Larry Towner: And if you’ve not experience that, you will in time. So it requires a test vending period. Anyway, so you can go and you can service one machine, you take your gross amount out. The other machine now, I’m thinking of one account I had in particular. We serviced the account every week. We only serviced the snack machine every two weeks. Because it just didn’t pay to open that machine every single week.
Larry Towner: These are things that, from a profit standpoint, it was, you have to understand how things work. Plus, just servicing that soda machine was bing, bing, bing, in and out. You could be in and out of that machine in 20 minutes. Where to service the snack machine and the soda machine was gonna take him an hour. He could get to the next drink machine and service that one and be gone. He could do three drink machines in an hour versus one snack machine and one drink machine.
Larry Towner: These are the concepts you have to think about when it goes to scheduling, when you schedule on profit. Or on gross. I did it on gross sales. And I used a figure of, I looked at my local HVAC guy, right? The guy running the heating, ventilating and air conditioning truck, the guy that’s out there running. What’s he charge you?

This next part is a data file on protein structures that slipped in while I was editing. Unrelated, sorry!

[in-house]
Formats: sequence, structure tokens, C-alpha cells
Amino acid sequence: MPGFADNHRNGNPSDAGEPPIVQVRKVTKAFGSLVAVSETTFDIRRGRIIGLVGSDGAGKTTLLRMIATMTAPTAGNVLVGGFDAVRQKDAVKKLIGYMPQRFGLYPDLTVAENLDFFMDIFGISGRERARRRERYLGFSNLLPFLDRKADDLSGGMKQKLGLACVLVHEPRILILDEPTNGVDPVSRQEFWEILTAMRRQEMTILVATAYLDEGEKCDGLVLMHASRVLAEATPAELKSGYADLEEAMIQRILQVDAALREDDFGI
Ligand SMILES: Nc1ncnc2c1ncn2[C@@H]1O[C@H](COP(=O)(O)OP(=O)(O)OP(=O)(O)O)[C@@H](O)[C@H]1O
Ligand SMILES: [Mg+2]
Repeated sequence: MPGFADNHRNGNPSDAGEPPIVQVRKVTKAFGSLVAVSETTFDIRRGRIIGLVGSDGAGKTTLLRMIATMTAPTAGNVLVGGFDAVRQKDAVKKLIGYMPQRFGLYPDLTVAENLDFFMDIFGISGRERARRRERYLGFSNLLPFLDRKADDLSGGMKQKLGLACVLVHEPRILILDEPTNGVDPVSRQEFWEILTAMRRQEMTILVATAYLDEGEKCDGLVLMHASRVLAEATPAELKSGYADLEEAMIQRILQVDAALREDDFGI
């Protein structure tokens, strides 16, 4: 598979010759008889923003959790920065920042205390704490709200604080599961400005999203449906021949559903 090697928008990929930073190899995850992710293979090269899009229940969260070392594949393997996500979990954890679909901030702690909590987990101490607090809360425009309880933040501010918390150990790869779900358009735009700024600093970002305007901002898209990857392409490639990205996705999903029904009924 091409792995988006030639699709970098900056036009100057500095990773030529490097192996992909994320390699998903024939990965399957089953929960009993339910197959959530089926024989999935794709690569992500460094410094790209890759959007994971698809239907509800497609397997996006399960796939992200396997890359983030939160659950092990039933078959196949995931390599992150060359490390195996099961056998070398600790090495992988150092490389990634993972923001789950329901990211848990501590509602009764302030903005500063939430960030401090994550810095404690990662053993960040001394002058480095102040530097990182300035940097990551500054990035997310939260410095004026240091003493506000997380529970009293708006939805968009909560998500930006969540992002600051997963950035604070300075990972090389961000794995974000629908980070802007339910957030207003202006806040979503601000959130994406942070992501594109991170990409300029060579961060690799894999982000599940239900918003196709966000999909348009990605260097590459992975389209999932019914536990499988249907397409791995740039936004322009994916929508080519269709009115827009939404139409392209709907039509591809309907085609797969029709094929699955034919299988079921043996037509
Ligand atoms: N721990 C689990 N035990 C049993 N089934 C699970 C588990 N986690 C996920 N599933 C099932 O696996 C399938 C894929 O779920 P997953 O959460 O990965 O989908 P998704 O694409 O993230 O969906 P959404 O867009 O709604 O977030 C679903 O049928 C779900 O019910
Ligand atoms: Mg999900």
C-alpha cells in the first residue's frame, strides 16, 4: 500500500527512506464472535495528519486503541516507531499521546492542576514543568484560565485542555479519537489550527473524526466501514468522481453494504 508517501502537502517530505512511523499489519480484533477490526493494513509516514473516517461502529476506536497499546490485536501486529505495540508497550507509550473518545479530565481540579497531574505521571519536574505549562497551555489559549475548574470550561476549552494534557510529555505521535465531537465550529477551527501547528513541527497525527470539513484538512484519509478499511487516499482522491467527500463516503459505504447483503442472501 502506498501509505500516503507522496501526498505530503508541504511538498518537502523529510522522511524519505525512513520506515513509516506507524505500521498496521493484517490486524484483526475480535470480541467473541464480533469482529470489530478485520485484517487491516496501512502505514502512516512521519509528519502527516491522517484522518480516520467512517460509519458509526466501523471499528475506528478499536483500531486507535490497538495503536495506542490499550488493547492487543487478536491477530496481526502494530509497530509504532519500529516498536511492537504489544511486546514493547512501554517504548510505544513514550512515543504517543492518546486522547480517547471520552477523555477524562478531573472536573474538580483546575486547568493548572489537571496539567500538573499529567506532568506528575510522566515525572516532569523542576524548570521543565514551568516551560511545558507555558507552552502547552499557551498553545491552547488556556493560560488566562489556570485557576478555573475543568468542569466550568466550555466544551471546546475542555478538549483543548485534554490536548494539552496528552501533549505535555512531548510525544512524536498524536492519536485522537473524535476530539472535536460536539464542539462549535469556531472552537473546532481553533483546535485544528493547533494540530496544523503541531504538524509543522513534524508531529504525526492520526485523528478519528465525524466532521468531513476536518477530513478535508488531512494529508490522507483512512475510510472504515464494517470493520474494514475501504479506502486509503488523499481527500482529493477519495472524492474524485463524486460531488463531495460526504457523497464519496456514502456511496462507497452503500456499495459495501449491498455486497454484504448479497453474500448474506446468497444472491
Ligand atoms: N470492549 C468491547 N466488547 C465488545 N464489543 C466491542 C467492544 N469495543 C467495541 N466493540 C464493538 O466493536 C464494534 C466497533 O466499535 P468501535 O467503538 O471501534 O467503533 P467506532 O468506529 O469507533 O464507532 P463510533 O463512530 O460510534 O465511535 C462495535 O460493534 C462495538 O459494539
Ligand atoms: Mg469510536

Larry Towner: Tom, what’s an HVAC guy charge you to make a service call to your house?
Tom Shivers: Maybe 300 dollars.
Larry Towner: What’s a service call? Just showing up.
Tom Shivers: A service call is gonna be at least 75 to 100 dollars.
Larry Towner: Yeah. 75 to 100 dollars. That’s essentially his cost to run the truck for an hour. That’s how I did my figures. Anyway, think about this stuff, folks. Put your scheduling into that kind of mode. How do I get the most money out of those machines on the service schedules? Take a hard look at it. Ask people that are accounting oriented. Ask people that are really numbers oriented. They’ll give you an idea of what really works for you.
Larry Towner: It could be just time. It could be just time. If you’re going to a stop every day, it’s just time. You know, if your accounts are big enough that you can go every day, go every day. But gee, and on big, big accounts sometimes you have to go twice a day. What time of the day do you go? When do you get that maximum amount of money out of it? It’s a concept to think about. It boils into a calendar and you get a lot of pre-planning time out of it. And let me tell you, the benefits will pay off big. Big, big, big, big, big. So.
Larry Towner: Questions, Tom?
Tom Shivers: No. That was excellent, Larry. Thanks for sharing that. I know a lot of people are gonna find this very useful. What’s next? What are we gonna look at next?
Larry Towner: Well I thought we would do, in the future I know we’re gonna do a sales and marketing calendar. We’re gonna do, and there’s a difference between a sales and marketing calendar. We’ll probably do a long term calendar. What are some of your long term prospects? And things like that. There’s so many things that we need to integrate into a calendar, that we’ve got, as I say, this is a series. We’ve got a bunch of things. But we’re gonna talk about some sales and some marketing concepts coming up very soon.
Tom Shivers: Alright. And if you haven’t subscribed yet, you’ll want to do that. You been watching The Vending Business Show, a publication of A & M Equipment Sales.